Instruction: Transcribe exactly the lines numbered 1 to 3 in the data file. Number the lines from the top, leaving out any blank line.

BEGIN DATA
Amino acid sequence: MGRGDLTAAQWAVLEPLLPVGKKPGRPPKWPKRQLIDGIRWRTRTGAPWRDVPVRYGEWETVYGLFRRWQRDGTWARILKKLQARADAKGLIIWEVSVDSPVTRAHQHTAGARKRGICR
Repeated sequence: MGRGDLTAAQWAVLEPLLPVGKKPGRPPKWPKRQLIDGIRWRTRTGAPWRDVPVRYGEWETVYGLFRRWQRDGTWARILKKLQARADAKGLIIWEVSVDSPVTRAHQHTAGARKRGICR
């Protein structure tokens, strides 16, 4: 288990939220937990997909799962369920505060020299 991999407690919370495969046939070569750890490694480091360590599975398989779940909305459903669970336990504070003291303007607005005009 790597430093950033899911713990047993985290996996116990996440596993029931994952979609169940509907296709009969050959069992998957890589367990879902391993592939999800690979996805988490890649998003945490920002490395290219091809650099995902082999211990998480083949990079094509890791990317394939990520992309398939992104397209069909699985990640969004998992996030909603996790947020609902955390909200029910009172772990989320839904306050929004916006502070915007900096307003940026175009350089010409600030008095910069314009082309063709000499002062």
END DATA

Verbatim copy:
Amino acid sequence: MGRGDLTAAQWAVLEPLLPVGKKPGRPPKWPKRQLIDGIRWRTRTGAPWRDVPVRYGEWETVYGLFRRWQRDGTWARILKKLQARADAKGLIIWEVSVDSPVTRAHQHTAGARKRGICR
Repeated sequence: MGRGDLTAAQWAVLEPLLPVGKKPGRPPKWPKRQLIDGIRWRTRTGAPWRDVPVRYGEWETVYGLFRRWQRDGTWARILKKLQARADAKGLIIWEVSVDSPVTRAHQHTAGARKRGICR
């Protein structure tokens, strides 16, 4: 288990939220937990997909799962369920505060020299 991999407690919370495969046939070569750890490694480091360590599975398989779940909305459903669970336990504070003291303007607005005009 790597430093950033899911713990047993985290996996116990996440596993029931994952979609169940509907296709009969050959069992998957890589367990879902391993592939999800690979996805988490890649998003945490920002490395290219091809650099995902082999211990998480083949990079094509890791990317394939990520992309398939992104397209069909699985990640969004998992996030909603996790947020609902955390909200029910009172772990989320839904306050929004916006502070915007900096307003940026175009350089010409600030008095910069314009082309063709000499002062």